My Fellow Republicans,
A caucus is much like a precinct meeting in that it is a gathering of people in a given precinct that meet to discuss politics, nominate people to the Central Committee and elect delegates to the County Convention. The caucus is the part of the meeting that pertains to the selection of a person to become President. The caucus will decide which of the candidates will receive what portion of the 26 delegates from Nevada to the Republican National Convention in July. It is at the National Convention that the Republican candidate for President will be decided. Each person at the caucus will receive a ballot to select which candidate they would like to become President. At the conclusion of voting, the ballots will be counted in full view of the participants, placed in an envelope with the results marked on the outside of the envelope which will then be sealed with security tape. All envelopes will be turned in to the Site Coordinator for that precinct location.
Pretty simple, right? But what about those people that do not want to participate in the meeting? They just want to cast their ballot and leave. There will be provisions made for just that eventuality. It is entirely possible for anybody to simply show up, cast their ballot and leave. As of this writing, the military personnel that are deployed outside their county are being contacted and given instructions as to how they can participate by absentee ballot.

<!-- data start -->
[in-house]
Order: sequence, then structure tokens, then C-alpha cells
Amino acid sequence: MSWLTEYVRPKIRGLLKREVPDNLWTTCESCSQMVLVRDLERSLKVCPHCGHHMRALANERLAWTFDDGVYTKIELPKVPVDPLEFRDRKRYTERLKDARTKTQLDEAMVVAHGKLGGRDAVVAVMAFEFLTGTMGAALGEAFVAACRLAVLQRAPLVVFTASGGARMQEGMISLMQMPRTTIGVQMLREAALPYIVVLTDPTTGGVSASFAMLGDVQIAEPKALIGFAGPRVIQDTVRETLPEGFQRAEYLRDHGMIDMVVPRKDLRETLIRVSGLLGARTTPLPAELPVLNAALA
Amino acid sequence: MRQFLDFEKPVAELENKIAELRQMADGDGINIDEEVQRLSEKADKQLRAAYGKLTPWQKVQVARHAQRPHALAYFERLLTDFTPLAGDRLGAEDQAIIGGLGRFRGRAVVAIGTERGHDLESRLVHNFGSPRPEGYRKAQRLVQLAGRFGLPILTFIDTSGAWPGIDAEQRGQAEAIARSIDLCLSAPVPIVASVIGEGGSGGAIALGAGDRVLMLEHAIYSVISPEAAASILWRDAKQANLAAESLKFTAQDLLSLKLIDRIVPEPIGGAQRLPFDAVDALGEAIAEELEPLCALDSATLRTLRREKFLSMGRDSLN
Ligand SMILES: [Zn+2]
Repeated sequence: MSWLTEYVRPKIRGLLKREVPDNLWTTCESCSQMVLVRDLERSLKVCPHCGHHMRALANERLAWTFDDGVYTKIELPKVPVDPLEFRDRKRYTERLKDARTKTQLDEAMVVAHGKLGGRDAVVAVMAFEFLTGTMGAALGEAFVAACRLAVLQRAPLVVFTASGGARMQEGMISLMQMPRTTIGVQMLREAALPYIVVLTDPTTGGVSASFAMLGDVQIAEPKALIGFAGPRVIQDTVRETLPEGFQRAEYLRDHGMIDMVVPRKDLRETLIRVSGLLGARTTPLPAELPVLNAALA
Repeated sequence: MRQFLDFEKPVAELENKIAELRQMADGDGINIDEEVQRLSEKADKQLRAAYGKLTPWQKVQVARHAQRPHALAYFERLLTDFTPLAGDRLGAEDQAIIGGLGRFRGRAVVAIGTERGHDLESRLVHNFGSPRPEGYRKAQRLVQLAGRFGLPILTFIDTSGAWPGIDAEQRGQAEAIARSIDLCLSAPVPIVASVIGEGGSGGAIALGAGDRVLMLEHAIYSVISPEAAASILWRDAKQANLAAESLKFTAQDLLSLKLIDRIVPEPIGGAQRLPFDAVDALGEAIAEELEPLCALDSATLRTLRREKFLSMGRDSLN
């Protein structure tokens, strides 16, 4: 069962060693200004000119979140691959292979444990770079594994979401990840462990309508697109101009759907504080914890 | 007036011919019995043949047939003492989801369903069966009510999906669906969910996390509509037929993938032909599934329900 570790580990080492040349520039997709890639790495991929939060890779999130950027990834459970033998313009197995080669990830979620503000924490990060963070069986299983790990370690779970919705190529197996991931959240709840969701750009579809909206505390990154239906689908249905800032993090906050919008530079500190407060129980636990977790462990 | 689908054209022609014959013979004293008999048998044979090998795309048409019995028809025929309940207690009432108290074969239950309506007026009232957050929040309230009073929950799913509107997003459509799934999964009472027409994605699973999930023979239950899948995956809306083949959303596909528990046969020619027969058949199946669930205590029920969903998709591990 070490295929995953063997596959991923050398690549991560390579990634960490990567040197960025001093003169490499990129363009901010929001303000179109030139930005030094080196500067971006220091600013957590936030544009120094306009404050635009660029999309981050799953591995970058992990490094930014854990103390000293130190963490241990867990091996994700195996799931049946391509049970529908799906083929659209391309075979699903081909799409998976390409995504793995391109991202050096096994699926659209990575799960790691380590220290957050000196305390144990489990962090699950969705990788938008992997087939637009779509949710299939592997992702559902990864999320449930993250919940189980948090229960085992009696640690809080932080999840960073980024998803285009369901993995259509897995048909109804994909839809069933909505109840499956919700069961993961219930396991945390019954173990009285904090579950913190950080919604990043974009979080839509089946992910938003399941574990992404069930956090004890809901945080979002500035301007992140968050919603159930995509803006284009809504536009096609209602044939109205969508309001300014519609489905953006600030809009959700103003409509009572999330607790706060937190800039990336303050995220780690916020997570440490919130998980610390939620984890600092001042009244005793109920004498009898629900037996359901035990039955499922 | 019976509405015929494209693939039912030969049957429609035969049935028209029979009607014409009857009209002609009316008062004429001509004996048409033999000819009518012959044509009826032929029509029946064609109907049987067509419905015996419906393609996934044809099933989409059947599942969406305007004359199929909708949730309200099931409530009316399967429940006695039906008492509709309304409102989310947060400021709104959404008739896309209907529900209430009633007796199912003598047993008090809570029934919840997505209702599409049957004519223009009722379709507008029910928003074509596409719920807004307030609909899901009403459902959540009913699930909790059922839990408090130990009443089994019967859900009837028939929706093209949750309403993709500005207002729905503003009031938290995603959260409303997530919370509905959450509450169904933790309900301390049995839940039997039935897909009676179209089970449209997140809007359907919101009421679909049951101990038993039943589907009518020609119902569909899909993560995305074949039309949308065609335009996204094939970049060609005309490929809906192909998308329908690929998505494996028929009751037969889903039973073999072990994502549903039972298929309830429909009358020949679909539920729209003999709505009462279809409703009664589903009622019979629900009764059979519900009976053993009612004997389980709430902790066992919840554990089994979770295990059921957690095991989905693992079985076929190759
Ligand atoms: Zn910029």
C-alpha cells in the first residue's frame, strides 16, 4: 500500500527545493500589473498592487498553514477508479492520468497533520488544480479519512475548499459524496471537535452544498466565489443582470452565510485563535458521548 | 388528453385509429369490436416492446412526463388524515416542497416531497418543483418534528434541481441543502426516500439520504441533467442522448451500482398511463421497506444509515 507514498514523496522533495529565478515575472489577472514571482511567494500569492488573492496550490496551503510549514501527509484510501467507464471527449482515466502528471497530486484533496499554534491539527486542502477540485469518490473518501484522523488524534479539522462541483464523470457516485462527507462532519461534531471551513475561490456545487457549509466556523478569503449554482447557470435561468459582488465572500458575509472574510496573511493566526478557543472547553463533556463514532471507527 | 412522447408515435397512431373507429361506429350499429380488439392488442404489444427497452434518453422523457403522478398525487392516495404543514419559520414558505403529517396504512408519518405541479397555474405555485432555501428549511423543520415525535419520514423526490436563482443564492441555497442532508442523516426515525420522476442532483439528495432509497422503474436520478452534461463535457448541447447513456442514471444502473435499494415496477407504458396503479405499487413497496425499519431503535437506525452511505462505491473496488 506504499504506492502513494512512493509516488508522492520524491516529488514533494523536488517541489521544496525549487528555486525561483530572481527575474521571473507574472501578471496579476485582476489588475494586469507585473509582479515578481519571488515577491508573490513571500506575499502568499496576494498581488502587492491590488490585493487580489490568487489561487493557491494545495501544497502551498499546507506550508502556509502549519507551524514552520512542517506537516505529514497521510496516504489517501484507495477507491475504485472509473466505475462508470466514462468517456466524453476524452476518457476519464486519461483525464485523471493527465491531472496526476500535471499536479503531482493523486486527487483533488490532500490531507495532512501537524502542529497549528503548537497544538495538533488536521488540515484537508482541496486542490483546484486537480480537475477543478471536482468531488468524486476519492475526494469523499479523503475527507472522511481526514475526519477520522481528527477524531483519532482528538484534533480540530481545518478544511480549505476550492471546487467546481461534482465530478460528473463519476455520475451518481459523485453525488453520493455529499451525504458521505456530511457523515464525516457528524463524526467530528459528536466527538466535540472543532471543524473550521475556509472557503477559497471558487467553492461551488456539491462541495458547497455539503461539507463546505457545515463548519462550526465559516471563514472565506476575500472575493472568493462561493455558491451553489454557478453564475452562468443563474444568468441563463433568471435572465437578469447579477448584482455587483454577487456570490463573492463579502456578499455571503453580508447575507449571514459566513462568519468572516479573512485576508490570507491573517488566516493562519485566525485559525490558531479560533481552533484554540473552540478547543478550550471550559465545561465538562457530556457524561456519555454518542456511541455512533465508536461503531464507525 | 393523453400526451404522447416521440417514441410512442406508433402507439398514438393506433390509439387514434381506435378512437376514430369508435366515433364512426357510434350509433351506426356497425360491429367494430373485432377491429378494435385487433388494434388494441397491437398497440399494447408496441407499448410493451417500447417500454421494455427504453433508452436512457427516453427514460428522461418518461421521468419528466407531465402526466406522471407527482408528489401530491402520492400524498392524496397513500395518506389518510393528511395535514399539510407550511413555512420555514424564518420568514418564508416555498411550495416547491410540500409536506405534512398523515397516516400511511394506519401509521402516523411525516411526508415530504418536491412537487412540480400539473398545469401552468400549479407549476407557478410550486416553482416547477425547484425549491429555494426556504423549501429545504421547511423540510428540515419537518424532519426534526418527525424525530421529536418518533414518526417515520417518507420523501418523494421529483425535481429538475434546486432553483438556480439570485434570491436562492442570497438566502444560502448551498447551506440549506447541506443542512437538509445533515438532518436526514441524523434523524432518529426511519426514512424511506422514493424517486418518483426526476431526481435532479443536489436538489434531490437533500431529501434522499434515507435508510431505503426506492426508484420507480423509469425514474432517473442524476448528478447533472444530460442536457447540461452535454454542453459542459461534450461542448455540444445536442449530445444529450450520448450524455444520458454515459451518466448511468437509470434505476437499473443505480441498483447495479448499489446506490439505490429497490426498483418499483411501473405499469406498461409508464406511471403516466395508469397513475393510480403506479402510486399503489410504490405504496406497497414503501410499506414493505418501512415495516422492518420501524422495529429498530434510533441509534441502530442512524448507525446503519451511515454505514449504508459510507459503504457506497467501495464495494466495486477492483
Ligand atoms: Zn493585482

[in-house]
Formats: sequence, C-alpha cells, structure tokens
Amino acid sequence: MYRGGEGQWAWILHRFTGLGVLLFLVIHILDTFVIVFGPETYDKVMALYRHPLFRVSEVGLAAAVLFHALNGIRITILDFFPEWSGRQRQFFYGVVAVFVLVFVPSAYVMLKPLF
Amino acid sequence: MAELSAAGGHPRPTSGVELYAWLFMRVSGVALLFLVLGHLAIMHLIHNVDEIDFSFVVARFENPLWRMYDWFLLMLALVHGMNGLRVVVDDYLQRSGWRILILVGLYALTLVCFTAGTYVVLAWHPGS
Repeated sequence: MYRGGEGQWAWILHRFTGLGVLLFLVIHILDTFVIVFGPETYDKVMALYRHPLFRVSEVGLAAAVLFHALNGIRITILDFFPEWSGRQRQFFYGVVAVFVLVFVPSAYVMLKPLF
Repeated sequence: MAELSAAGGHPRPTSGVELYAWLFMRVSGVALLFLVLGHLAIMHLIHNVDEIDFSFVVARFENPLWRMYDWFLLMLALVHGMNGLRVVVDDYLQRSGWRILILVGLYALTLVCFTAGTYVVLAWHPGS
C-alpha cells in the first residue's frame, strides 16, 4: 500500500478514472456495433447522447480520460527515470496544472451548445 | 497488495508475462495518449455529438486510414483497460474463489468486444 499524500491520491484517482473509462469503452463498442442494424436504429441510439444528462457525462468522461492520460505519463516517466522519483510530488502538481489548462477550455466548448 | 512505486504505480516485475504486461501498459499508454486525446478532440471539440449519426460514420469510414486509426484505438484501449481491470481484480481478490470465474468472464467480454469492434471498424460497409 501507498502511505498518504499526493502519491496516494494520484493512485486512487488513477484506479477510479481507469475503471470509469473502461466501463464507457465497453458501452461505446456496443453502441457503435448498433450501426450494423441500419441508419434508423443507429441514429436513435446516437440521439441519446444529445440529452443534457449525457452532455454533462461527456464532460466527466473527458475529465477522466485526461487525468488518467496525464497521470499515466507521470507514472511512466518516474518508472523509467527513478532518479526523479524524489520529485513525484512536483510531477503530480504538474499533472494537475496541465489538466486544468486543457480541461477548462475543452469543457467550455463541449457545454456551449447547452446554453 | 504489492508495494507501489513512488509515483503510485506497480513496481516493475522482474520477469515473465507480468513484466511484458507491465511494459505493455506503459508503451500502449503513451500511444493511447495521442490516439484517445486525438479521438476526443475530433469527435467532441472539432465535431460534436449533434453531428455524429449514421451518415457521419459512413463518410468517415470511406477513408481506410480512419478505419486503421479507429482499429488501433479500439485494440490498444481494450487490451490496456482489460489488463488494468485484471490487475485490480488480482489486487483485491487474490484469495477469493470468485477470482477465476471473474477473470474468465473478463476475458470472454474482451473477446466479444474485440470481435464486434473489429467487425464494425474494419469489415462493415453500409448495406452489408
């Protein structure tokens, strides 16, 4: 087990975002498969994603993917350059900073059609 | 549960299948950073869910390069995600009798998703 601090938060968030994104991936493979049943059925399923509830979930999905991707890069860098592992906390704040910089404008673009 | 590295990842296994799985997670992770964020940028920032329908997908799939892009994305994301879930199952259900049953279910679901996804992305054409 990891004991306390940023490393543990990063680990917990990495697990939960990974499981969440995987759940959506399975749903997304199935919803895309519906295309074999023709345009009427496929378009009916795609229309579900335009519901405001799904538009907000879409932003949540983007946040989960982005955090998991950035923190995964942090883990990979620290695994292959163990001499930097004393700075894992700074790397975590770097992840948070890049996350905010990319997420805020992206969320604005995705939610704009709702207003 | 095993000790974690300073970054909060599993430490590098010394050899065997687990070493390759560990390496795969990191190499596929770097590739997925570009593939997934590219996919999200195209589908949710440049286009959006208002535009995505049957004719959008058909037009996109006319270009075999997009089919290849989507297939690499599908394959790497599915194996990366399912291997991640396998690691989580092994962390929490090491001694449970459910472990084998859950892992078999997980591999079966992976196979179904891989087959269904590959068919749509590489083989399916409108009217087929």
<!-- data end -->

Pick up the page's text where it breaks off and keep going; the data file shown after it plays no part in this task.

I would like to clear up some confusion about how the caucus differs from the state-run Presidential Preference Primary (PPP). The PPP will involve the universal mail-in ballot system with all the associated problems. Ballots will be mailed out weeks in advance of the February 6th election date and will continue to be received for days afterwards. The counting of those ballots will also involve days if not weeks and you will not know the results until well after the 6th. Additionally, any candidate that participates in the PPP will not be eligible to receive any delegates to the National Convention which essentially makes the PPP meaningless. For those that maintain that having the caucus just two days after the PPP is going to cause confusion, I again remind you that we will not have the results of the PPP for days afterwards.
If you want your voice as to who is going to be our next President to have any meaning, you must participate in the caucus. The caucus will decide which candidates will receive delegates at the Republican National Convention. Can you vote in the PPP and the caucus? Yes, you can. Keep in mind that there will be no delegates awarded for the PPP but you are free to fill out the mail-in ballot and send it in. After all, YOU paid for it!
Washoe County Republican Party